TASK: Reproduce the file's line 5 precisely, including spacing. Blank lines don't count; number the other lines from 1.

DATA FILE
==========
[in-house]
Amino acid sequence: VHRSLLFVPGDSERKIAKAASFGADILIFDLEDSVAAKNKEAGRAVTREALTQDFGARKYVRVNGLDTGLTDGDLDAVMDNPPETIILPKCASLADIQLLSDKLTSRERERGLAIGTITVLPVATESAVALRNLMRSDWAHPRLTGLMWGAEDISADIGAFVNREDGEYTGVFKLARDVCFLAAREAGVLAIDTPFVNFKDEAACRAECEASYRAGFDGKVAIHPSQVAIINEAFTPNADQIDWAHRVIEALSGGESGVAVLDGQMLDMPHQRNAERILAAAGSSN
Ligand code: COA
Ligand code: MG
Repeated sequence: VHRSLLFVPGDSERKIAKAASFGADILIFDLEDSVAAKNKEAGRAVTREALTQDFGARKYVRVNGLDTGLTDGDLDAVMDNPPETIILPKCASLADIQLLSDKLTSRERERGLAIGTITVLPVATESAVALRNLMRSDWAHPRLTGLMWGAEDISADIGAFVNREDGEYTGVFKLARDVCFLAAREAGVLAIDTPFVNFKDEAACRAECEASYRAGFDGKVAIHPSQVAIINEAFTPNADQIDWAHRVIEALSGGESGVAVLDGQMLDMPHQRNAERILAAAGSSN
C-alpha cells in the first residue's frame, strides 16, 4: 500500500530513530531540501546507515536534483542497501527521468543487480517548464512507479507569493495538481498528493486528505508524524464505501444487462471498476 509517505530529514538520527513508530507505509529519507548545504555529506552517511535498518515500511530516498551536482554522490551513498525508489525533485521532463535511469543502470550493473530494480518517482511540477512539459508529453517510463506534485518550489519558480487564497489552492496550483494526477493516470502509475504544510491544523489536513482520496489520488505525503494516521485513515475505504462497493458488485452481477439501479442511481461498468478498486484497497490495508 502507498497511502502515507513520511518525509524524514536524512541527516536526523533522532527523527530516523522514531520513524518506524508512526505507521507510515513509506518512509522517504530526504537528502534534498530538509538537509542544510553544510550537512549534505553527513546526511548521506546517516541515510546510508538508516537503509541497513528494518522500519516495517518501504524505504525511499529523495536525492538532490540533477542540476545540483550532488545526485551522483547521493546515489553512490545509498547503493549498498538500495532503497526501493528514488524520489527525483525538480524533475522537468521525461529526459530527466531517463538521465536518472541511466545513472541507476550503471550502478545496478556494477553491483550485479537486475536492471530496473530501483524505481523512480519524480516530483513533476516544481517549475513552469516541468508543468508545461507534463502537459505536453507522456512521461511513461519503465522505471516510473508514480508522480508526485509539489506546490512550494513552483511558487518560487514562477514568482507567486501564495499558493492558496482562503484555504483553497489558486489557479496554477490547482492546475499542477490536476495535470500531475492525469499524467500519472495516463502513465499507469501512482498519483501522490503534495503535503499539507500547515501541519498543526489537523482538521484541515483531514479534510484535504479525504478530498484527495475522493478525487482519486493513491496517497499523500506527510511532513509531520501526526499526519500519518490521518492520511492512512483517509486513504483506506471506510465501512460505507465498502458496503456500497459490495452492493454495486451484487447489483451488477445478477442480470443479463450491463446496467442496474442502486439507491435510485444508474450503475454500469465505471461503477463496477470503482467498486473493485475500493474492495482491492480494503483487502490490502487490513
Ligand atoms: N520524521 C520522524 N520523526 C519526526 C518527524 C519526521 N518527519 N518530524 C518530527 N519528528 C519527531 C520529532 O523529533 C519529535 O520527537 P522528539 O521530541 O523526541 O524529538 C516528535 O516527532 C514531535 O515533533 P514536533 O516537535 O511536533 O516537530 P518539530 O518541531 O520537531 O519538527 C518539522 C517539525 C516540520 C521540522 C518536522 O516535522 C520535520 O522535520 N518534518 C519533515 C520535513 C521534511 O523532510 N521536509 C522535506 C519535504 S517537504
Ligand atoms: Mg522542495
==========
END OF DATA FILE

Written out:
Repeated sequence: VHRSLLFVPGDSERKIAKAASFGADILIFDLEDSVAAKNKEAGRAVTREALTQDFGARKYVRVNGLDTGLTDGDLDAVMDNPPETIILPKCASLADIQLLSDKLTSRERERGLAIGTITVLPVATESAVALRNLMRSDWAHPRLTGLMWGAEDISADIGAFVNREDGEYTGVFKLARDVCFLAAREAGVLAIDTPFVNFKDEAACRAECEASYRAGFDGKVAIHPSQVAIINEAFTPNADQIDWAHRVIEALSGGESGVAVLDGQMLDMPHQRNAERILAAAGSSN